Kansas votes to protect abortion rights

The US state of Kansas has backed the right to abortion: in a referendum held earlier this week, around 60 percent voted in favour of a provision in the state constitution that would allow women to decide for themselves whether to terminate or continue a pregnancy. In June, the Supreme Court overturned a 1973 landmark ruling on abortion rights. Commentators debate the significance of the vote.

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Aftonbladet (SE) /

An important freedom regained

The Kansas referendum has prevented measures unworthy of a democracy, writes Aftonbladet:

“American women started deleting their menstrual cycle apps. There is widespread concern that a digitally documented missed period associated with travel to another state could be used as evidence against women charged with illegal abortion. This was an inconceivable development. Fortunately, the people of Kansas have shown the rest of the United States that it is possible to take back a woman's right to control her own body.”

Jyllands-Posten (DK) /

An uplifting sign

Jyllands-Posten sees the result as a clear indicator:

“The uplifting thing about the Kansas referendum is that the electorate in the state is conservative, and the Republicans are in power. Yet many Republican voters came out strongly in support of abortion rights. The value that this signals should not be underestimated. We can only hope that what should actually be an inalienable right for women will also prevail in other American states where abortion opponents traditionally have a strong foothold.”

Tages-Anzeiger (CH) /

Decision left well in the hands of the people

The Tages-Anzeiger sees a stroke of luck:

“A clear majority in this conservative state bordering anti-abortion regions Texas, Oklahoma and Mississippi wants to keep abortion rights in the constitution. ... This correlates with the clear findings of public opinion polls for many years that a majority of Americans support liberal abortion rights, regardless of their party preference. ... In this respect, the Kansas referendum turned out to be a godsend for the people and an opportunity for open debate. It remains to be seen if this will actually become widespread. But clearly, the authority to regulate crucial issues is not always in bad hands with the people.”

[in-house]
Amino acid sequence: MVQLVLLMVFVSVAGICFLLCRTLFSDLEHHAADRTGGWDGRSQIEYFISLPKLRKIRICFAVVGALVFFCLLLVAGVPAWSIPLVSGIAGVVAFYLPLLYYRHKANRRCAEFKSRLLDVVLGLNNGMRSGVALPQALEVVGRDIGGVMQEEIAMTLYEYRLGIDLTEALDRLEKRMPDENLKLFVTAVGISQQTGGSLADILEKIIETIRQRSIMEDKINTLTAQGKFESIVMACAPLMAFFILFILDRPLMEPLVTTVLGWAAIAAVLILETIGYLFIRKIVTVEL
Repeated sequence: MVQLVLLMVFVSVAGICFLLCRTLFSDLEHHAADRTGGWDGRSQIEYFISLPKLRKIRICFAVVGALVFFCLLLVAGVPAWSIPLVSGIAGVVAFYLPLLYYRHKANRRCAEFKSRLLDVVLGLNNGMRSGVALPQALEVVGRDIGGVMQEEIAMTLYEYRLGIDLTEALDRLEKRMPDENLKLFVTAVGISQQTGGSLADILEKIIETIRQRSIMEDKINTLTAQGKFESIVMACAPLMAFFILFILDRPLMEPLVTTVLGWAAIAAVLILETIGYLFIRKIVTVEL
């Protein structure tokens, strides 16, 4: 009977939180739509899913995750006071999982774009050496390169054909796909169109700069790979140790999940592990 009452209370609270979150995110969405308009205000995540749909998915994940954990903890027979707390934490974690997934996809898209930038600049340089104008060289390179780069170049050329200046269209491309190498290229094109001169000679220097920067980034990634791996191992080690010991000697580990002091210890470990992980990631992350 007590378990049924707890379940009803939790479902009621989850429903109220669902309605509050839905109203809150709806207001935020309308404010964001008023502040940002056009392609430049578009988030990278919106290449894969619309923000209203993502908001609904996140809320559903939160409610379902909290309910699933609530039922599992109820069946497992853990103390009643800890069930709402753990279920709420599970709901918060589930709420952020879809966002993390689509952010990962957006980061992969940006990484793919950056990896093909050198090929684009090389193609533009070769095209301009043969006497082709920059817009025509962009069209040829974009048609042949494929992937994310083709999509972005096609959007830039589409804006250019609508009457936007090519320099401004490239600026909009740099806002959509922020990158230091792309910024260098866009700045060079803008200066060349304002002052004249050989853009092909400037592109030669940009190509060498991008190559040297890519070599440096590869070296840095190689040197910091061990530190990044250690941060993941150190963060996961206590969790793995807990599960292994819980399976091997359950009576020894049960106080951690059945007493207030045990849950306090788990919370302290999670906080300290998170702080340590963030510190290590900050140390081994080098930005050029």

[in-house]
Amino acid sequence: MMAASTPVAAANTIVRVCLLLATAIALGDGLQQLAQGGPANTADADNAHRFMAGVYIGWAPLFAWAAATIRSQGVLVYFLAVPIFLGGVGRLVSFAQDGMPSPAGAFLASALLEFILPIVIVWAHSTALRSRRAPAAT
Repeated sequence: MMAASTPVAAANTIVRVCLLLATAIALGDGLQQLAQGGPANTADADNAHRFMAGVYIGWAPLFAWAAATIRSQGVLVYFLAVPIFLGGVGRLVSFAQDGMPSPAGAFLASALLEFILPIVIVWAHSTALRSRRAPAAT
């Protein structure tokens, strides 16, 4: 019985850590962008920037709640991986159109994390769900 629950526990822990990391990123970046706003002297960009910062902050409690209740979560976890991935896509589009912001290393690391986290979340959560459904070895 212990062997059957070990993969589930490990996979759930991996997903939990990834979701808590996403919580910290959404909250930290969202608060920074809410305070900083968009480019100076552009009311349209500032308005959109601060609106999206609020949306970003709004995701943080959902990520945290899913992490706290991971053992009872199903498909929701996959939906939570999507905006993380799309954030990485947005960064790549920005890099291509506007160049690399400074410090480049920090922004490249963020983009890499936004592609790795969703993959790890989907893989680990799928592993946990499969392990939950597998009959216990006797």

The Spectator (GB) /

Just as the Supreme Court intended

The Supreme Court will no doubt feel vindicated by the outcome of the referendum, The Spectator believes:

“The vote in Kansas was exactly what the court was talking about: it's decision was not intentionally designed to end abortion rights (though no doubt it increased the risk in many states), but to return the decision to legislators, who are directly accountable to the public. The Kansas vote is now a primary example of how the Court's ruling does not necessarily mean less access to abortion, but can actually enshrine the right on the state level through democratic consent.”

Polityka (PL) /

A vote of nationwide relevance

Polityka is convinced:

“The significance of the referendum in Kansas transcends the borders of this state and the abortion issue. Kentucky and Vermont will also hold referendums this year on whether to include abortion rights in their state constitutions. After the Supreme Court ruling the pro-life movement announced that it would seek a federal ban on abortion, but that would require an act of Congress. The outcome in Kansas proves that this is unlikely. ... After the reversal of Roe v. Wade, polls showed a significant increase in support for Democratic candidates for Congress.”